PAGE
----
The one thing I'd say where racing games differ to other genres is that affirmation doesn't come in a driving game until the end of the race. Ie.. you only get told whether you're a winner after five minutes. In Call Of Duty I can jump into an game mid-progress, get a headshot and feel awesome whereas I have to wait a little longer to get a similar feeling in a racing game (ie.. setting a new best lap time or overtaking that guy in front). So in that world I described earlier where our attention span is constantly distracted by other media there's the potential that racing games aren't seen as 'instantly rewarding' as other genres. This of course is nonsense - I love racing games because they make my palms sweatier than any other genre. When I pip someone across the finishing line it's like landing a 10x combo in StreetFighter and my grip on the controller is tight, and the feeling of beating a friend's lap time by a hundredth of a second is as exhilarating as any headshot.
So you could argue that it's tough to be a racing game in today's market, yes, in so far that you have to have something unique, something

There is one unique feature that no other driving game has ever explored except Gran Turismo series - long-term consequences of actual ownership the vehicle. What do you think about that aspect of game-design?

It's great, yeah. I've been on record as saying Gran Turismo is more Pokemon than Pole Position (and I bet you'll use that as a headline ;-)) but it's true when considering the vast number of cars in that game, the motivation to grind for cash to 'collect them all', the 'showroom' presentation as if you'd just walked into the dealership, performing maintenance on it like feeding a Tamagotchi etc.., selling it on with a unique paint scheme, visual styling, and performance spec. It's a pleasurable experience that mirrors real-world culture so yes it's something that interests us greatly as vehicle owners ourselves.

Project CARS will be a multi-platform release aimed at both PC and console players. How do you intend to bridge the gap across the most notable difference of the genre among genres/public: actual career? While console players are used to having a career mode, PC players have a tradition of having everything unlocked to use instantly? what are other specific challenges of such cross-platform development regarding platform-specifics?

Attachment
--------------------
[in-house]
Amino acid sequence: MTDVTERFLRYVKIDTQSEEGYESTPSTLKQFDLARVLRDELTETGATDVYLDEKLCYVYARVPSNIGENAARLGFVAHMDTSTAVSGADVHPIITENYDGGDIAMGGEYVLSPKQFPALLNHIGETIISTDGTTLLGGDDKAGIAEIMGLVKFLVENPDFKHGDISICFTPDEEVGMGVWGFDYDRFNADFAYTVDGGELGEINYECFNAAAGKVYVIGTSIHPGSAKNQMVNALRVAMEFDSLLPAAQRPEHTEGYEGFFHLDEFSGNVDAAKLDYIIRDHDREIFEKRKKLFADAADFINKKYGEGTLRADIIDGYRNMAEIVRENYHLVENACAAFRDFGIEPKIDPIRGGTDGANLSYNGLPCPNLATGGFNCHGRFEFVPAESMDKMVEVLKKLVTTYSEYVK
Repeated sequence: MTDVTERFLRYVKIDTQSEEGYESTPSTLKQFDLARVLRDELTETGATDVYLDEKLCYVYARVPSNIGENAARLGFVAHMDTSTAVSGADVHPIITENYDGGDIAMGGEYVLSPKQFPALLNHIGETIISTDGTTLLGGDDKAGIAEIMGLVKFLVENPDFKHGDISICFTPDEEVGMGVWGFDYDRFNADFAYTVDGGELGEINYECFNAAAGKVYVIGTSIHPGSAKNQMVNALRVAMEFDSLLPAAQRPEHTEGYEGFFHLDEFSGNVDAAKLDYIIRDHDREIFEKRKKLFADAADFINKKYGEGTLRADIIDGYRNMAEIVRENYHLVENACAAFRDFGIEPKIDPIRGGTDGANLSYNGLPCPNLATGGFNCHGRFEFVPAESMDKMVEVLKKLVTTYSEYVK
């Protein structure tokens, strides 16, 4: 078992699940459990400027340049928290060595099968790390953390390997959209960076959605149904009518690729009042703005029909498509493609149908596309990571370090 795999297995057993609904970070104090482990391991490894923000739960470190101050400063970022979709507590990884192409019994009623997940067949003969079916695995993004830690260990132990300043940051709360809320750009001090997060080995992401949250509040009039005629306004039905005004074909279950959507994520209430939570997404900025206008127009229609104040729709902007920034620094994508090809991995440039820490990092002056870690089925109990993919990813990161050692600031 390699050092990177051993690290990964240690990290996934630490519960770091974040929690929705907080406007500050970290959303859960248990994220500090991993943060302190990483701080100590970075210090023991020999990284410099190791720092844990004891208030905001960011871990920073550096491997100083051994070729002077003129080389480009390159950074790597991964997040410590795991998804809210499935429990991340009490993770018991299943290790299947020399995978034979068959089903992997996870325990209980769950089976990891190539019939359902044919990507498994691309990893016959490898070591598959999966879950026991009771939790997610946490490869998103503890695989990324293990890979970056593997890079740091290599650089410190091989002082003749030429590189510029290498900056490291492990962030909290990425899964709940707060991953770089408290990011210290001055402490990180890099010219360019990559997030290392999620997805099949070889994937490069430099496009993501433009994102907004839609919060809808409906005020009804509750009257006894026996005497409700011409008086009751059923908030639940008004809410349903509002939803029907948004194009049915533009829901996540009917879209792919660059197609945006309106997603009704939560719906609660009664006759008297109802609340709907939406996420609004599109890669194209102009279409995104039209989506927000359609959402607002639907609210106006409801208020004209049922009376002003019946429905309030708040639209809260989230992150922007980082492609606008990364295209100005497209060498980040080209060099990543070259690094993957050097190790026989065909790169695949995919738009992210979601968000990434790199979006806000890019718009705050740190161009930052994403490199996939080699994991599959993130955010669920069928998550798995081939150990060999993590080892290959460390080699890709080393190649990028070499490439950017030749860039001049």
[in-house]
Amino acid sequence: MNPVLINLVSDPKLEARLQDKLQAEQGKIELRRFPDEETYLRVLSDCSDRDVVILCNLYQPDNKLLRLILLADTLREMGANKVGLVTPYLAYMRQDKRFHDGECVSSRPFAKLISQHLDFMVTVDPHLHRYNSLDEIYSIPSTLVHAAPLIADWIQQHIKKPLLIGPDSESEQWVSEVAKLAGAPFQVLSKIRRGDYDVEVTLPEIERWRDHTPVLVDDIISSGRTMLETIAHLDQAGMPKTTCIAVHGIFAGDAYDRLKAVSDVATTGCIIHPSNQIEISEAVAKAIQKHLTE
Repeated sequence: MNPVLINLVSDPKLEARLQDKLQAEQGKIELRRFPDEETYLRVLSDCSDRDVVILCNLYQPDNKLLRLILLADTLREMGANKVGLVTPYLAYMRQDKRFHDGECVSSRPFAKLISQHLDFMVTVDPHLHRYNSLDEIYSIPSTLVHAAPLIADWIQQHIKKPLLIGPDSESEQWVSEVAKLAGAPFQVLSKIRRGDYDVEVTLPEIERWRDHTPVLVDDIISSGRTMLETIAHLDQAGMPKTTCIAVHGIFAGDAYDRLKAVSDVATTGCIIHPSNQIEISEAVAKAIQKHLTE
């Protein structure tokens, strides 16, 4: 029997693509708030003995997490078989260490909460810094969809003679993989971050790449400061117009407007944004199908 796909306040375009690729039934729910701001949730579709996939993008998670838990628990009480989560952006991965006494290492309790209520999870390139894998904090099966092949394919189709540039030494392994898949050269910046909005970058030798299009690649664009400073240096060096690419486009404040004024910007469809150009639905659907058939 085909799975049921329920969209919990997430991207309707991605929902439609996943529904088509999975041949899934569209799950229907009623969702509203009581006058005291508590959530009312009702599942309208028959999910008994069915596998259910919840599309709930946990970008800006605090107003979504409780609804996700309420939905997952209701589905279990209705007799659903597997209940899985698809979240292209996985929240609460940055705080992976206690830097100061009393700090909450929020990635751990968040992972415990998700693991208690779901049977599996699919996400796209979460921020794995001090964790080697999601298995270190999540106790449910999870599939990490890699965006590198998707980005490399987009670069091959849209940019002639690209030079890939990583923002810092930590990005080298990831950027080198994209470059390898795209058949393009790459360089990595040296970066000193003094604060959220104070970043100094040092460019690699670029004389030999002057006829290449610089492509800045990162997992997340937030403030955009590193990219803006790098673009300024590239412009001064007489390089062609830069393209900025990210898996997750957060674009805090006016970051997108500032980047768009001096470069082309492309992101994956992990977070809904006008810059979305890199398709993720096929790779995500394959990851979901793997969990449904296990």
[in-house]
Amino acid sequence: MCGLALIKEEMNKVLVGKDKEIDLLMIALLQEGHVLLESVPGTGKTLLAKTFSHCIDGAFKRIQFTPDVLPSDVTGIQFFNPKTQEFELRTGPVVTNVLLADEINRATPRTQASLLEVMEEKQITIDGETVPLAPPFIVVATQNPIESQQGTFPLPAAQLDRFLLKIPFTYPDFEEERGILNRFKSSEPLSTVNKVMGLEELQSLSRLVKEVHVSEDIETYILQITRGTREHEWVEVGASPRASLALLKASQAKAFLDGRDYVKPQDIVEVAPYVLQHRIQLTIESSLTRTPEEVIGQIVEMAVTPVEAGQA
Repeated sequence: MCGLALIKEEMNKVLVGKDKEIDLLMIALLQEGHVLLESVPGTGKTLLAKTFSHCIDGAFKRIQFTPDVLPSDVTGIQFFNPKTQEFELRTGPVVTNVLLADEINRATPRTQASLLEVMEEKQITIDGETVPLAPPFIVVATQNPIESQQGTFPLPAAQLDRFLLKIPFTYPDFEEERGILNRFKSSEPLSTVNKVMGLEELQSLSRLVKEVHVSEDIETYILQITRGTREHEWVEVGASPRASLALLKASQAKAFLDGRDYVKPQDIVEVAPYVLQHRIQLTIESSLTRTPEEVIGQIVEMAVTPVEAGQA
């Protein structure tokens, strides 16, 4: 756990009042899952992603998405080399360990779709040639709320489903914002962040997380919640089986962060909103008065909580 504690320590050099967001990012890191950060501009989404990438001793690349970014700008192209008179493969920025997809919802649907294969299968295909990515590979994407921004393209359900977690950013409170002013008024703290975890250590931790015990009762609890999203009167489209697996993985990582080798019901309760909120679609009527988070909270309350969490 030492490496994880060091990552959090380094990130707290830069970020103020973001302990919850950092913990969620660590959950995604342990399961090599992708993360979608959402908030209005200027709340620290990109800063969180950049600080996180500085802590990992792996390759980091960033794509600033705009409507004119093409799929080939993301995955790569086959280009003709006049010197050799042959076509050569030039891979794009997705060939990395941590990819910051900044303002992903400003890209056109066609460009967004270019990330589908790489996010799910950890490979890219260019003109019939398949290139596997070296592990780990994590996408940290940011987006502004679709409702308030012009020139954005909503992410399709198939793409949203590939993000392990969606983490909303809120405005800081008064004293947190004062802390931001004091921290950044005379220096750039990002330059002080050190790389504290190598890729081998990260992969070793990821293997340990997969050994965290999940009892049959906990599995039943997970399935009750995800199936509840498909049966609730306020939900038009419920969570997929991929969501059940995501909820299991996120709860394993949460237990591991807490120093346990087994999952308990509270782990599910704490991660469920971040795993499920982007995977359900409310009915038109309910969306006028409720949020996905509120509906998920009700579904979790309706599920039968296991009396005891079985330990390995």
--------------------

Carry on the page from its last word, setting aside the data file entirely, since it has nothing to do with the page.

You’re right, people play in very different ways and this can be a distinction between casual players and the hardcore, PC players versus console, motorsports fans versus car lovers, solo players versus multiplayer.
That’s why this time around we’ve broken from two usual tropes in racing games – grinding for cash to unlock cars and the linear progression from zero to hero.
Instead we’re going with a sports franchise model which is freeform and endless. All the motorsports in the game are unlocked from the start (Karts, Touring, GT, Formula, Stock) and you pick and choose from any (or all) of three historic goals...
Either start at the bottom and work your way up to become a champion in a Tier 1 motorsport within a certain number of years like Lewis Hamilton, be someone like Michael Schumacher who dominated the same motorsport year after year, or be a legend like Mario Andretti or Travis Pastrana that excel in various motorsports.
Play that calendar of events either solo or co-op, earn accolades, and gain a reputation as a good driver to unlock further opportunities, invitations, and offers from other teams and manufacturers.
If career isn’t your thing then you can concentrate on multiplayer or weekly events, beating leaderboard times or ultimately creating your own online racing team to battle against others in leagues. Hopefully there’s something for everyone there regardless of play style.

Have you considered having multi-screen support for future console releases of Project CARS? Both greatest console franchises (GT and Forza) support multi-screen. Will Project CARS head that way too? Also, do you plan to support advanced PC features such as head-tracking (through Kinect/PSEye) or programming of the buttons (custom button assignment is something that 99% of driving games fail to deliver and many players would certainly welcome that feature, especially players that are using wheels)?

Multi-screen support - yes. Kinect/PSEye support - potentially but only as long as it actually improves the immersion rather than simply being a gimmick, customizable buttons - yes this is already in the game :-)

With the release planned for Q2 2014 Project CARS is now probably reaching the very zenith of its alpha-phase. When is the move to beta-planned and do you think development for the next-generation consoles will meet the announced Q2 2014 timeframe?

Beta only comes once we are feature complete. Right now there are still a number of things either currently in development or on the cards soon like Season Mode, Career, Pit Stops, and Race Weekend so once they’re implemented and have been tested thoroughly we can potentially declare Beta status. As ever though, that discussion will happen with the WMD community as would the release date for next-gen consoles.

Can you give us a fast overview of the final Project CARS experience once finished, as you see it? What will the players find one day when they start the Project CARS for the first time? How much will that game be different then the current build of Project CARS that is available to the community?

Firstly you’ll be asked to Player Tailor the experience as I mentioned before. This will set the game up to your play style and your level of competitiveness. A tutorial may then further evaluate this with a hot lap. After that it’s up to the player, they can totally ignore career and set up an online racing team if they want to dive head-first into multiplayer racing or they can play solo to build up their confidence and learn the tracks/cars, or they can head into career where they’ll join their first team and start on that path to earn rewards, unlock new opportunities, and claim whatever Historic Goal they were most motivated to achieve. The choice is yours!

Copyright REBOOT MAGAZINE & 2013
Please be kind to quote the full source if publishing elsewhere, thank you in advance